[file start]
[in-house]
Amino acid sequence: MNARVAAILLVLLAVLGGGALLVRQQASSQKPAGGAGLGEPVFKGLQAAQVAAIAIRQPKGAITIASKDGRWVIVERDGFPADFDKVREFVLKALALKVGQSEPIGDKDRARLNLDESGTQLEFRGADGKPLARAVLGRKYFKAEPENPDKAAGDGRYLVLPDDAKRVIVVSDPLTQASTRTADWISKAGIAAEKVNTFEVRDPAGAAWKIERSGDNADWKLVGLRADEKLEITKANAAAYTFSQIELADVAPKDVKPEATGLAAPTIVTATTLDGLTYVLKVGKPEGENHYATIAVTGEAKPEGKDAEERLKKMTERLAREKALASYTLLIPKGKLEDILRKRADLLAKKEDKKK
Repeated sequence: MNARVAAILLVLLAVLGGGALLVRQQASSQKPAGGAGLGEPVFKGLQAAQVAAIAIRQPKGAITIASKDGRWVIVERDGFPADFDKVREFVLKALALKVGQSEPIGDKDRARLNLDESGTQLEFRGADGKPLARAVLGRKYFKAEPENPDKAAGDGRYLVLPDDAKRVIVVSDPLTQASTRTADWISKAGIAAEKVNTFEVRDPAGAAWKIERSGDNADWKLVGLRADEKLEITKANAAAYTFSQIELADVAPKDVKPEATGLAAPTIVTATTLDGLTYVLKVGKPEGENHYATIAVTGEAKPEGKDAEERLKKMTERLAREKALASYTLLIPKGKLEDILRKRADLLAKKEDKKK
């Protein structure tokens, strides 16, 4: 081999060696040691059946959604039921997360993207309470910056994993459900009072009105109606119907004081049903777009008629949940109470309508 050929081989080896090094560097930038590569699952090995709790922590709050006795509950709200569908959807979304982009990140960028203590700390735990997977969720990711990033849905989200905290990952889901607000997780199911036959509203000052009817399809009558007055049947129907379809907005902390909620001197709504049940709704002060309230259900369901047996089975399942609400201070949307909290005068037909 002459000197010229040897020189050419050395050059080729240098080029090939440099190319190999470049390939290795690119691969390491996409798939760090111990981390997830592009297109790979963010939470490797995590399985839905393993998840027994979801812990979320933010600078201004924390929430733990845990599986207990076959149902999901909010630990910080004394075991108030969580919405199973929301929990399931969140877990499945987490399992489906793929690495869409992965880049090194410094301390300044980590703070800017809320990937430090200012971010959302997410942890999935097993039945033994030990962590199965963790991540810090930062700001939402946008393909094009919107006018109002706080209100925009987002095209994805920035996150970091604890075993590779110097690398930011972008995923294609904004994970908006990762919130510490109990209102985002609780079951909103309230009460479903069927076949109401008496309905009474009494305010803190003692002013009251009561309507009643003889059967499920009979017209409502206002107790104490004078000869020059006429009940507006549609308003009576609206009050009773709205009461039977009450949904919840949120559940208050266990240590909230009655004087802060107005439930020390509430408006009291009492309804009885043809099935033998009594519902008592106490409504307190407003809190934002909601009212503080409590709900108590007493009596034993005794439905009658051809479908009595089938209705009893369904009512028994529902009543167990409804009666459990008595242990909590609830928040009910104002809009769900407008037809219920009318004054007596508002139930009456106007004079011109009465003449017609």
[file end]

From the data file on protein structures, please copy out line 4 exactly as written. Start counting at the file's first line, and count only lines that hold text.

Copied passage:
């Protein structure tokens, strides 16, 4: 081999060696040691059946959604039921997360993207309470910056994993459900009072009105109606119907004081049903777009008629949940109470309508 050929081989080896090094560097930038590569699952090995709790922590709050006795509950709200569908959807979304982009990140960028203590700390735990997977969720990711990033849905989200905290990952889901607000997780199911036959509203000052009817399809009558007055049947129907379809907005902390909620001197709504049940709704002060309230259900369901047996089975399942609400201070949307909290005068037909 002459000197010229040897020189050419050395050059080729240098080029090939440099190319190999470049390939290795690119691969390491996409798939760090111990981390997830592009297109790979963010939470490797995590399985839905393993998840027994979801812990979320933010600078201004924390929430733990845990599986207990076959149902999901909010630990910080004394075991108030969580919405199973929301929990399931969140877990499945987490399992489906793929690495869409992965880049090194410094301390300044980590703070800017809320990937430090200012971010959302997410942890999935097993039945033994030990962590199965963790991540810090930062700001939402946008393909094009919107006018109002706080209100925009987002095209994805920035996150970091604890075993590779110097690398930011972008995923294609904004994970908006990762919130510490109990209102985002609780079951909103309230009460479903069927076949109401008496309905009474009494305010803190003692002013009251009561309507009643003889059967499920009979017209409502206002107790104490004078000869020059006429009940507006549609308003009576609206009050009773709205009461039977009450949904919840949120559940208050266990240590909230009655004087802060107005439930020390509430408006009291009492309804009885043809099935033998009594519902008592106490409504307190407003809190934002909601009212503080409590709900108590007493009596034993005794439905009658051809479908009595089938209705009893369904009512028994529902009543167990409804009666459990008595242990909590609830928040009910104002809009769900407008037809219920009318004054007596508002139930009456106007004079011109009465003449017609």